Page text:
The study is a reflection on an article and the film bearing the case. The study seeks to identify the main ethical issues within the case and other issues relevant to discussion of the case. The study further identifies stakeholders and how varying perspectives make it difficult for stakeholders with differing interests to agree upon what are good and bad. The study further offers recommendations to the case.
The major ethical issue in the case is absence of moral conscience in balancing between personal expectations in meeting financial goals and paying workers adequately for the job. The executives pursue their personal ambition and fail to motivate the workers by increasing their profits or even wages (Barnard 1). This problem is related closely to the failure of the managers to improve employees’ behavior within the organization. The manager, although much qualified for the position held, lacks substantial knowledge on how to correct, guide, and rebuke employees within the organization. Other issues related to business stakeholders are the questions of judgment. Whatever may resemble a straightforward financial decision like the costs by relocating a service center that greatly affects the morale cannot be solved by an equation. Strategic decisions have often gone awry when based on quantitative factors. These issues have often resulted to overweigh of the value of the knowledge acquired. Leaders have often times failed not to give the quantitative values of the organizational goals in their decisions, but they fail to give the correct credence on all the qualitative and quantitative factors.
According to Barnard (42) relevant stakeholders in this ethical issue include everybody in the organization. This is because all living things are known by their behaviors, which is a synthesis of the physical and biological factors (Barnard 46). The major traditional that may be contributing to conflicts between the stakeholders include perception on the personal action and organizational action. An action is perceived as effective after it has accomplished specific objectives of the given aim, whether it was effective or not. An inefficient action is stated if the motives in relation to the objectives are not accomplished or if dissatisfactions are incurred. Inefficiency occurs when the desired objective is not met. These definitions results to two forms of men- the physical and the social. The physical environment in the purely physical environment defines the physical, while the social are formed by communications, interrelations, and contact with other men. In any business organization as a social context, satisfaction is mostly achieved in the social man.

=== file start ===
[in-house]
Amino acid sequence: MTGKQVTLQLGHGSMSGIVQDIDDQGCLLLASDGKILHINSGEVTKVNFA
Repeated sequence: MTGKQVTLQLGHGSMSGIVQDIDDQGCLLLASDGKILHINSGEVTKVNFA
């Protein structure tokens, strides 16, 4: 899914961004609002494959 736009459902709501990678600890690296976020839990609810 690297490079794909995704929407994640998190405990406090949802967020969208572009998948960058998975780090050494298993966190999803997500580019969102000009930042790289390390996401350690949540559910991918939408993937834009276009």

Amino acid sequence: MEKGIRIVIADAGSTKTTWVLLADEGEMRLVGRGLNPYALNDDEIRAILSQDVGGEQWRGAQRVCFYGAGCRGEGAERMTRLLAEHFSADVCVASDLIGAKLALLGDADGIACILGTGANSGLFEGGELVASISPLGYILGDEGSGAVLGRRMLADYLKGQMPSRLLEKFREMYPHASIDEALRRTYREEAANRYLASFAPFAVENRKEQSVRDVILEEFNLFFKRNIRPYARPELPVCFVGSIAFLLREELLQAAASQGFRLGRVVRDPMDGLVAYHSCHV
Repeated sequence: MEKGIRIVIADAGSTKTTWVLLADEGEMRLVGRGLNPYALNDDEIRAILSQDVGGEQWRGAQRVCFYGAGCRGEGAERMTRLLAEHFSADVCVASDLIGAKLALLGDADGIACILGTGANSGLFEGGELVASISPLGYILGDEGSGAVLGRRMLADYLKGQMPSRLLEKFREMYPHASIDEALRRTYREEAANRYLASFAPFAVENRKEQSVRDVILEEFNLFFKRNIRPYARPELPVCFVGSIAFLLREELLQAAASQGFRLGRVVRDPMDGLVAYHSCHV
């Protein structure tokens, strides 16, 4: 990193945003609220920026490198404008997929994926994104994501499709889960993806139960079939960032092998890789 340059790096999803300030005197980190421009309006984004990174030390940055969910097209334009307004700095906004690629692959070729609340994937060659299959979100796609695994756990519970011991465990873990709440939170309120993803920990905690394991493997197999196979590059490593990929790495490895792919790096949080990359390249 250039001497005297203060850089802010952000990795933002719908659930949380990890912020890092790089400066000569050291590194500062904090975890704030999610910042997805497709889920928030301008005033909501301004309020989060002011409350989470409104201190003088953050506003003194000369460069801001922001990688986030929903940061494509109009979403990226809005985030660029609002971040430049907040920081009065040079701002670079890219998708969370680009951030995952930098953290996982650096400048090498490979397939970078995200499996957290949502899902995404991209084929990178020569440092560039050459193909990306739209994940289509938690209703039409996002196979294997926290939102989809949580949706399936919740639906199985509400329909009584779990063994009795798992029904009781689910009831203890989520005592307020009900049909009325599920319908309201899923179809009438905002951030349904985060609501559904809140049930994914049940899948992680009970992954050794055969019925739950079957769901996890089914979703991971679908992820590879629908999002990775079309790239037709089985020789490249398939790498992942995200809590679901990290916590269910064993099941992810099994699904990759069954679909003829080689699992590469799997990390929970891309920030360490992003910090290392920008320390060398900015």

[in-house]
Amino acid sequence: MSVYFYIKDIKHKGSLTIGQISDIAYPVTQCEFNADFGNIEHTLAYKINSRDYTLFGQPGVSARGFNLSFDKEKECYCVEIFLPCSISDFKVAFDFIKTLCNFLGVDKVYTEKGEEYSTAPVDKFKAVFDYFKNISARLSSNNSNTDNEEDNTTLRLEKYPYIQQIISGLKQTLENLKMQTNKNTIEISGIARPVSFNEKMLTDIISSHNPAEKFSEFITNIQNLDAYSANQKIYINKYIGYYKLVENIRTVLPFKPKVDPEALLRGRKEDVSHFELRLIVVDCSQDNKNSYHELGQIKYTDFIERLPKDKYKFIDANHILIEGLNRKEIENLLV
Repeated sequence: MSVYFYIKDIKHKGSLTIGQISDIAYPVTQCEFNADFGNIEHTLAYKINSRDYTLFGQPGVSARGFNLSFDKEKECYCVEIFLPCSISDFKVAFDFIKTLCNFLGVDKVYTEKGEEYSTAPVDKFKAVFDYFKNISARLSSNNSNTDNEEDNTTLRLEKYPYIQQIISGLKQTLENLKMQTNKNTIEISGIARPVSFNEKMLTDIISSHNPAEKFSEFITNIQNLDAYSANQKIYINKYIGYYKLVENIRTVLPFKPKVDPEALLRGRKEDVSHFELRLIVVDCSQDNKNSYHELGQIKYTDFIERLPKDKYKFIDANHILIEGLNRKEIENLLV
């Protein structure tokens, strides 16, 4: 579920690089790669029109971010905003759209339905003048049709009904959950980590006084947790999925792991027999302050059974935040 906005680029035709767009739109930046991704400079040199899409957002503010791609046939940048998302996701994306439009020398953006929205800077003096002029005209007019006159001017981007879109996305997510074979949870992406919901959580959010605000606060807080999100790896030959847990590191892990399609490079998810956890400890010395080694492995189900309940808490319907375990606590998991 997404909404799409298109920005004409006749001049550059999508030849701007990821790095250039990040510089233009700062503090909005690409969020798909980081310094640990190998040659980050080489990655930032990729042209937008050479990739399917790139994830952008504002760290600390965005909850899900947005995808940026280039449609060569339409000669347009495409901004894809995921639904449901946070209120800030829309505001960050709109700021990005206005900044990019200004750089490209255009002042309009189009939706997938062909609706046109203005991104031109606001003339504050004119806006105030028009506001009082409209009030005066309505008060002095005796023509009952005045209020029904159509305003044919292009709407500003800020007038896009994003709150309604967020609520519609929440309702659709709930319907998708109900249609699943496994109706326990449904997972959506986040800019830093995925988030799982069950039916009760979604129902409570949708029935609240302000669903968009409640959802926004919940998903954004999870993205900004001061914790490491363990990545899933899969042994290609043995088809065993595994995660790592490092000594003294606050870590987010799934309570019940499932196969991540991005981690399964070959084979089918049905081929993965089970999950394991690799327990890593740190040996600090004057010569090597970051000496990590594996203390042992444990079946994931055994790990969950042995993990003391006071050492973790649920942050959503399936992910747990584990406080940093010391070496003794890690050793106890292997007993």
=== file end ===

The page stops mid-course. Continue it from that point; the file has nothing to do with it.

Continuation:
Therefore, the main problem in cooperation is defined by the presence of the physical men who are physiologically conditioned to achieve their goals. The physical perspective therefore makes it difficult for the stakeholders with varying interests in agreeing upon what is good and right. The physical man perceived making huge profits for cooperation and executives as achieving the goal, whereas the social man perceives interacting and promoting the workers as a component of achieving set organizational goals. From the study by Ferrell, I would recommend the social perspective that facilitates verbal communication and motivates men to cooperate. To overcome the challenge of giving false sense of confidence it is needful to identify conditioned reflexes so the past can be overcome.
From the article by Bennis and O’Toole, Bennis and O’Toole begin by stating that business schools are on the wrong track (Bennis & O’Toole Para 1). In the past, MBA programs benefited from the increasing respectability in academia and the developing prestige in the business world. There were selective admissions and more dazzling pay packages for graduates. This is however contrasting with the present realities where these programs have failed to impact useful skills, fail to prepare leaders and instill ethical norms behavior. The major issue being raised in this article is the cause of the present crisis in management education, which is the drifting of culture in business schools. Besides, most of the schools have presently adopted the model of academic excellence, which has ultimately led to failure. Other issues raised in the article include the evolution of business education.